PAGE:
I often get a slight chuckle when I hear that interpretation. It would be interesting to find out when that idea started. It wasn’t in operation when the church was formalized as they required that bishops be single, which the Catholic church still holds to today. Of course they are wrong also.
That interpretation doesn’t even fit the flow of the context as all the other things listed were moral characteristics not physical requirements. There have been good scholars who have figured out that it must be representing a moral requirement without knowing it’s historical usage as an idiom for faithfulness. My guess is that even then it was an old idiom. Still today that idiom is used, of being a faithful type person in personal relationships. We say, he or she is a ‘one woman (or man) type of person’ or a “one woman man”, etc.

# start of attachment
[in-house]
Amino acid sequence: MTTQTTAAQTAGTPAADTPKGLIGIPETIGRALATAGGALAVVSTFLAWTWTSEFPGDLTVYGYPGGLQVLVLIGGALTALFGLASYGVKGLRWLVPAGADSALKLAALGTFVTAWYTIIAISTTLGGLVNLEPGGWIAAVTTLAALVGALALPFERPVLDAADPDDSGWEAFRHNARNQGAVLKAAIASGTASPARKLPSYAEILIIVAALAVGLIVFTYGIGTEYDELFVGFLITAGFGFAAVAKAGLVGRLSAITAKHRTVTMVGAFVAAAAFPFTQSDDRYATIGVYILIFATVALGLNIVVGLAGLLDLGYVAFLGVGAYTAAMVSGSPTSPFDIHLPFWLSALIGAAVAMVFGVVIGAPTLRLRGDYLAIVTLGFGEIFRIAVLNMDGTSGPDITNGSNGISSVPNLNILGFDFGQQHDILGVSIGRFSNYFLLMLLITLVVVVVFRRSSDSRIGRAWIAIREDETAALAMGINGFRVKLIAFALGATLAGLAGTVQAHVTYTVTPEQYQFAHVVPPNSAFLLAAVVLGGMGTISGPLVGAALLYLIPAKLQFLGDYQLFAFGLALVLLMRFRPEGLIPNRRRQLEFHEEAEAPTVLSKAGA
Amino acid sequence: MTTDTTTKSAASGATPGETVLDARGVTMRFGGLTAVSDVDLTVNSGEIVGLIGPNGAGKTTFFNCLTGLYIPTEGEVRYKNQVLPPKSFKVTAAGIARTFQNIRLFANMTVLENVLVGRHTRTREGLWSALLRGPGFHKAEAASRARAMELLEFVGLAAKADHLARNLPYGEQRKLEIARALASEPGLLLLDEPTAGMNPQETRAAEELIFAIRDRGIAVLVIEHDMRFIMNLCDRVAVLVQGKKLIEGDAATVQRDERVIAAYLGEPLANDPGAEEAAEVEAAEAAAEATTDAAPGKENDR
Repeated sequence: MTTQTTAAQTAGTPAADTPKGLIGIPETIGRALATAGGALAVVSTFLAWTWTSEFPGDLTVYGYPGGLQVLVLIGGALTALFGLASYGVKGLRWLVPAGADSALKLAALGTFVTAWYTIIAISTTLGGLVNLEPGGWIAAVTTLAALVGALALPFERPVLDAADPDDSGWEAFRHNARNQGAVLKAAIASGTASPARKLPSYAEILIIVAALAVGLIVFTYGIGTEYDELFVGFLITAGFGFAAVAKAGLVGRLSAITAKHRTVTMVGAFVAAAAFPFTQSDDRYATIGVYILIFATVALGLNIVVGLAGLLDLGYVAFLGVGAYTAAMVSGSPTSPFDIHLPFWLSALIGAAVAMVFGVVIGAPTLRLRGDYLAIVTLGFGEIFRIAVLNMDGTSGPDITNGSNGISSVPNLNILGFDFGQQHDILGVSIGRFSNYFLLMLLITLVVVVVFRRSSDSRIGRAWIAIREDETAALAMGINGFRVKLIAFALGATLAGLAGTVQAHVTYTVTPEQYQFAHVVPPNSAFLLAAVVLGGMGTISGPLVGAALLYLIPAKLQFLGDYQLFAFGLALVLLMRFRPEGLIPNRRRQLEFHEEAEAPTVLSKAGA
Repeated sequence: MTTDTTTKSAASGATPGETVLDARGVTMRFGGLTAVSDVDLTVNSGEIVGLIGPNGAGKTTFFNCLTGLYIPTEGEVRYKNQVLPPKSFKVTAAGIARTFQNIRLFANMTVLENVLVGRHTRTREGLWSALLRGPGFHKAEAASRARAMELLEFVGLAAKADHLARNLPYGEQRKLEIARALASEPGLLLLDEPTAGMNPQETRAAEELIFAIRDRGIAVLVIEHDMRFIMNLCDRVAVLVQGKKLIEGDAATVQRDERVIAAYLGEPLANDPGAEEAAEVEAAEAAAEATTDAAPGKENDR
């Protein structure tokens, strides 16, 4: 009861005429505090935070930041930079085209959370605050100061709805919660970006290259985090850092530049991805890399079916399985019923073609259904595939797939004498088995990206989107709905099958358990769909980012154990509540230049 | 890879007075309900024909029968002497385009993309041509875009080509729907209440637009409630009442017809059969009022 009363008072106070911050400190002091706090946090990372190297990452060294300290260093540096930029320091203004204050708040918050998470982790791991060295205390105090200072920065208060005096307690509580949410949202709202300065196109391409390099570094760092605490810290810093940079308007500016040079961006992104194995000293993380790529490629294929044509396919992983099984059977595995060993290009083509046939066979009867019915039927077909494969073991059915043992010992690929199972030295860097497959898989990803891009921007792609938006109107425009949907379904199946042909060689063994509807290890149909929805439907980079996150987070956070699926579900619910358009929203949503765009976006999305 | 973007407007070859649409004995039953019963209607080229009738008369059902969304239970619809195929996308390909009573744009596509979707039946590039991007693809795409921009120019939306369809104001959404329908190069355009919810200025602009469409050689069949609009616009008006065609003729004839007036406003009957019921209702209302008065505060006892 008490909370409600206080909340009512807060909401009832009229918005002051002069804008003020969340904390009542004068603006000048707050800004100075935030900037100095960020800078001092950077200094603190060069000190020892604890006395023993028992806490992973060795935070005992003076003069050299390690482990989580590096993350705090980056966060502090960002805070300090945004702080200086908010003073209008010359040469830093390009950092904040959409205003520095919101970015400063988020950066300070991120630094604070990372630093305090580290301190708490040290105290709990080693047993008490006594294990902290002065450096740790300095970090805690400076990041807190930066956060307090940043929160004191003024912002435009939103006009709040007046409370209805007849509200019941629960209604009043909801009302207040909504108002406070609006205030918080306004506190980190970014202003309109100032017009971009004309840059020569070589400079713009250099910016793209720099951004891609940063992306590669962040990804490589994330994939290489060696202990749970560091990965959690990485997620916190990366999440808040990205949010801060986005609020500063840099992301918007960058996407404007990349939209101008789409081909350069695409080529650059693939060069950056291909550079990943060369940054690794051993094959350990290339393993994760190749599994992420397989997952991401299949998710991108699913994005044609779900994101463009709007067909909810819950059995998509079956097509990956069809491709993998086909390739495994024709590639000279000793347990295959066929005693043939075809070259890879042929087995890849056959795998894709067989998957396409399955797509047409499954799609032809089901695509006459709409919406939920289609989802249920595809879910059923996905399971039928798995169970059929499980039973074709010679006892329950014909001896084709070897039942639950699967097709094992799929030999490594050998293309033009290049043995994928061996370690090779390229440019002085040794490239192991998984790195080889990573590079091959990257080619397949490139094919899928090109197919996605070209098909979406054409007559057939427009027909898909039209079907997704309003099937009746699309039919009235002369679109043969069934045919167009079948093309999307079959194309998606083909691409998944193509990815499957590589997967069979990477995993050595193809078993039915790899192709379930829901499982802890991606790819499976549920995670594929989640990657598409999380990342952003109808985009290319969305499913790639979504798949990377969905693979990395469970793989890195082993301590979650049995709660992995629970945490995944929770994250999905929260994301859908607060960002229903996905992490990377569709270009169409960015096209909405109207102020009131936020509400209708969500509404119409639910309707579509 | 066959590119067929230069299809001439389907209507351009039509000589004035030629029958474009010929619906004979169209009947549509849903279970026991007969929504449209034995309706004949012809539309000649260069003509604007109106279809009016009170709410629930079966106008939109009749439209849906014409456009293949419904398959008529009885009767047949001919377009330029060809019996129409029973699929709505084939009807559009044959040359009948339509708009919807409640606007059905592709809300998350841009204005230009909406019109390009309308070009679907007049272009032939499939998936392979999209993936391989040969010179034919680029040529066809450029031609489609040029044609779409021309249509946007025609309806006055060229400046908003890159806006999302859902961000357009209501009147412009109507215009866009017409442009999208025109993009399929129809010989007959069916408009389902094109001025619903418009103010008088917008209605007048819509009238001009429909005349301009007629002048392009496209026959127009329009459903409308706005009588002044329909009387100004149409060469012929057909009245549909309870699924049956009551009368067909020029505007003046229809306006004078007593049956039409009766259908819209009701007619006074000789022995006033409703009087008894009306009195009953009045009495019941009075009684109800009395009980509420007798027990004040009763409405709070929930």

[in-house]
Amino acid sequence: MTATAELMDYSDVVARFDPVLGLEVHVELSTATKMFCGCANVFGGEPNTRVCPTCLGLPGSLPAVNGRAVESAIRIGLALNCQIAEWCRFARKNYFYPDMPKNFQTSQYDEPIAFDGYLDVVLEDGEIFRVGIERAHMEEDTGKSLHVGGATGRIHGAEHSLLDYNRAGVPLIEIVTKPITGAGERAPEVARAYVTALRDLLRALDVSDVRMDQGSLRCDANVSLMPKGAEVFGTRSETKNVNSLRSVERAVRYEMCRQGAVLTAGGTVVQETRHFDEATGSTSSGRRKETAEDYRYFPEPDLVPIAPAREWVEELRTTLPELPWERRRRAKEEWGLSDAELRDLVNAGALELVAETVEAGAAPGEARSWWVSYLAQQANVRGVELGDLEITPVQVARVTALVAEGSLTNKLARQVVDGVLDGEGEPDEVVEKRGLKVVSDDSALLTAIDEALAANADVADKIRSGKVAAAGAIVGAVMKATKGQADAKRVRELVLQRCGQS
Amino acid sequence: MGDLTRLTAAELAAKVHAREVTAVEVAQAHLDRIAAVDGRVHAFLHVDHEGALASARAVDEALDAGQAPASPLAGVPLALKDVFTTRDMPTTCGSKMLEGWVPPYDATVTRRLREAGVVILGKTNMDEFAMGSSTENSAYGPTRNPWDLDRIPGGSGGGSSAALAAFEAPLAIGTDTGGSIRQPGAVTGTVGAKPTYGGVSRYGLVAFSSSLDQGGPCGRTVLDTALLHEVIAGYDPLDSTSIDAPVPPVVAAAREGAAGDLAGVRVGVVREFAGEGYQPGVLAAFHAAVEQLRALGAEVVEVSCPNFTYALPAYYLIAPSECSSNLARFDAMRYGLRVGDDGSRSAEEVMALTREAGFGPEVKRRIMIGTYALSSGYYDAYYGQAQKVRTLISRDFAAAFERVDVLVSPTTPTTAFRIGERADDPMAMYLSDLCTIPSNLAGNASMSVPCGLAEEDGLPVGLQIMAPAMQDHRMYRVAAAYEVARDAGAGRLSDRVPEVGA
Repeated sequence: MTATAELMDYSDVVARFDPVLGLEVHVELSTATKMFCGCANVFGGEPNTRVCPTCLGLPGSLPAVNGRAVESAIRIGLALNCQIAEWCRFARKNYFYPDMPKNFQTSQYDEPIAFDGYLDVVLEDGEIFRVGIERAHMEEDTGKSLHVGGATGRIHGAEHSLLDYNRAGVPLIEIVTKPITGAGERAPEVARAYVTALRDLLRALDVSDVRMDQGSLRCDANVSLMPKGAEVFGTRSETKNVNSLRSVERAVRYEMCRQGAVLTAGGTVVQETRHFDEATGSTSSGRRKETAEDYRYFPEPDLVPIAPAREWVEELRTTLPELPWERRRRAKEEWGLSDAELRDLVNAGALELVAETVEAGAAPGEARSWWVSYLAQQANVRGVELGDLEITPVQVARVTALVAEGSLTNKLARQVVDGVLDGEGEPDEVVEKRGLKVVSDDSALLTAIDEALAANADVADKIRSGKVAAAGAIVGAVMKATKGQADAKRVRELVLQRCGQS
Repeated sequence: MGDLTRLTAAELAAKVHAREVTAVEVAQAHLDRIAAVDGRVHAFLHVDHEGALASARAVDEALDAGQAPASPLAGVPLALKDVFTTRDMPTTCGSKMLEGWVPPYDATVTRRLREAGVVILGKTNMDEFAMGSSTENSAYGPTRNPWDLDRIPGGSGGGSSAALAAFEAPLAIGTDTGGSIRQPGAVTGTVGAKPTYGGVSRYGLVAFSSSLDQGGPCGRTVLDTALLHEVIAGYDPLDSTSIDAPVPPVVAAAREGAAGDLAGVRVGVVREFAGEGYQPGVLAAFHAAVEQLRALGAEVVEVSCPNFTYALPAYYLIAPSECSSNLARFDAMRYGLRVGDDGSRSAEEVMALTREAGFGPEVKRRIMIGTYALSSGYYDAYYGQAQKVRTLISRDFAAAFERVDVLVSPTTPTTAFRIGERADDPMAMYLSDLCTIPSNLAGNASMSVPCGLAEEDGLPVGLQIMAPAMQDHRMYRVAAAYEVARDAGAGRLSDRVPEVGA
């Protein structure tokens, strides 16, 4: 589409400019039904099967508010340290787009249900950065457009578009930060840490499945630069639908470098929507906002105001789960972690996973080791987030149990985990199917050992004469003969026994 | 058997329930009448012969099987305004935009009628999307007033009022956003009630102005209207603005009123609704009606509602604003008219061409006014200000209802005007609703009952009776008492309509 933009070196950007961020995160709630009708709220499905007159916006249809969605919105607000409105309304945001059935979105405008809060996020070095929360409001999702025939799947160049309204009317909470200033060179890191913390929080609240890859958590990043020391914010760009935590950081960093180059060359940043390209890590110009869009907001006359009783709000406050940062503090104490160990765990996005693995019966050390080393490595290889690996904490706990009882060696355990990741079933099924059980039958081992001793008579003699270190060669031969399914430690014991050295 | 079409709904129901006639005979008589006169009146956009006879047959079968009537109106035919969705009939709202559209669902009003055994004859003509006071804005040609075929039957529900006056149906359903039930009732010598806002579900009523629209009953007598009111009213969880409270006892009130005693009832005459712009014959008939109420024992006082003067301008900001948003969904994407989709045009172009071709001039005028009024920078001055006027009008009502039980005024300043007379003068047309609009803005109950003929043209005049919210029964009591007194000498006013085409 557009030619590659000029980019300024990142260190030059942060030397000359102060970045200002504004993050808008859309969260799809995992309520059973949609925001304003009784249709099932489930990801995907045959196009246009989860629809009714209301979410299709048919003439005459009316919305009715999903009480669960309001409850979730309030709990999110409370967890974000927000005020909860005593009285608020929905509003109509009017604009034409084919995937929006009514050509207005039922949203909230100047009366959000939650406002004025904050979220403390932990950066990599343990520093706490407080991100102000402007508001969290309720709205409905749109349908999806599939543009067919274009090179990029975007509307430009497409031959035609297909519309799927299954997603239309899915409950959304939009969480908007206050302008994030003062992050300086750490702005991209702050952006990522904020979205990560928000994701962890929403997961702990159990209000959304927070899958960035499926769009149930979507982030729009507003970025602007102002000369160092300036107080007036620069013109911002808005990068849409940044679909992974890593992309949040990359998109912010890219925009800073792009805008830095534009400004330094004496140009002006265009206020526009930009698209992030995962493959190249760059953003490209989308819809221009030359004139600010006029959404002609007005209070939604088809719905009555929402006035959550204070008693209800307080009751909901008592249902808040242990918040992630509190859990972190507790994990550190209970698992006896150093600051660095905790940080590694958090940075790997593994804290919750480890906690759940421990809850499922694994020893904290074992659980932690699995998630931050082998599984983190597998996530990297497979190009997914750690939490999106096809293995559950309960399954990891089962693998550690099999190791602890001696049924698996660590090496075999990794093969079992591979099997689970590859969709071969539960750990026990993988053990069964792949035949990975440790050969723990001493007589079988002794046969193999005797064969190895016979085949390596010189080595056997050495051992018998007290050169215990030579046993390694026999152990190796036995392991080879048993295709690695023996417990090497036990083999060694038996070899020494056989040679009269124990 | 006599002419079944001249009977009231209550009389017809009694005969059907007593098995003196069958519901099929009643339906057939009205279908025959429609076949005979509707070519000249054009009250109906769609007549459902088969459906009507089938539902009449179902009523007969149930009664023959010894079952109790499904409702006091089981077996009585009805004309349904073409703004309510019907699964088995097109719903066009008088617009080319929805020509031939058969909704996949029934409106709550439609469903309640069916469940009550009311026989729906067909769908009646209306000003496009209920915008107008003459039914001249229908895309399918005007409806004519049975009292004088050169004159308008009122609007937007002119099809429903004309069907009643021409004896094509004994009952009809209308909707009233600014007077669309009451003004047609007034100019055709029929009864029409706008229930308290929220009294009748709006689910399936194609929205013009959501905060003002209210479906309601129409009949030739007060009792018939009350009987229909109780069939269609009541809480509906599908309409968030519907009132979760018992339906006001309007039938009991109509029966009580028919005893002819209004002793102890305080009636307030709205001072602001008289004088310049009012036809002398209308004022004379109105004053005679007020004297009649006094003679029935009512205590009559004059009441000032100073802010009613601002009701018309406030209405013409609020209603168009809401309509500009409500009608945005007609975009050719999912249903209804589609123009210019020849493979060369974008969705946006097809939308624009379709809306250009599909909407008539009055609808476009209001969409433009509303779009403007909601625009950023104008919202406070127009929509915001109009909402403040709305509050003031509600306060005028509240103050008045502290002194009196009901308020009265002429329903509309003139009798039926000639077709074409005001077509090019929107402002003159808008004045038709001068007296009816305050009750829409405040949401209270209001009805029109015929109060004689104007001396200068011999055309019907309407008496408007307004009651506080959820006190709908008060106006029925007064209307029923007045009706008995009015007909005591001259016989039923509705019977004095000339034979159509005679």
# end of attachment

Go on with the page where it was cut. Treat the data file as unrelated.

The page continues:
heis gunE anEr means 'one woman man'. It is an idiom. If we take the idiom in context, it would be rather strange or lazy language for Paul to first say that anyone (tis) who desires the work of elder desires a good work and then go on in very unstraight forward words to possibly suggest that only husbands can be elders. That is totally not Paul’s style.
In addition, that erroneous interpretation misses the Hebrew style word play in the beginning that says “faithful is the word” and then goes on to say that the first requirement is a faithful type of person.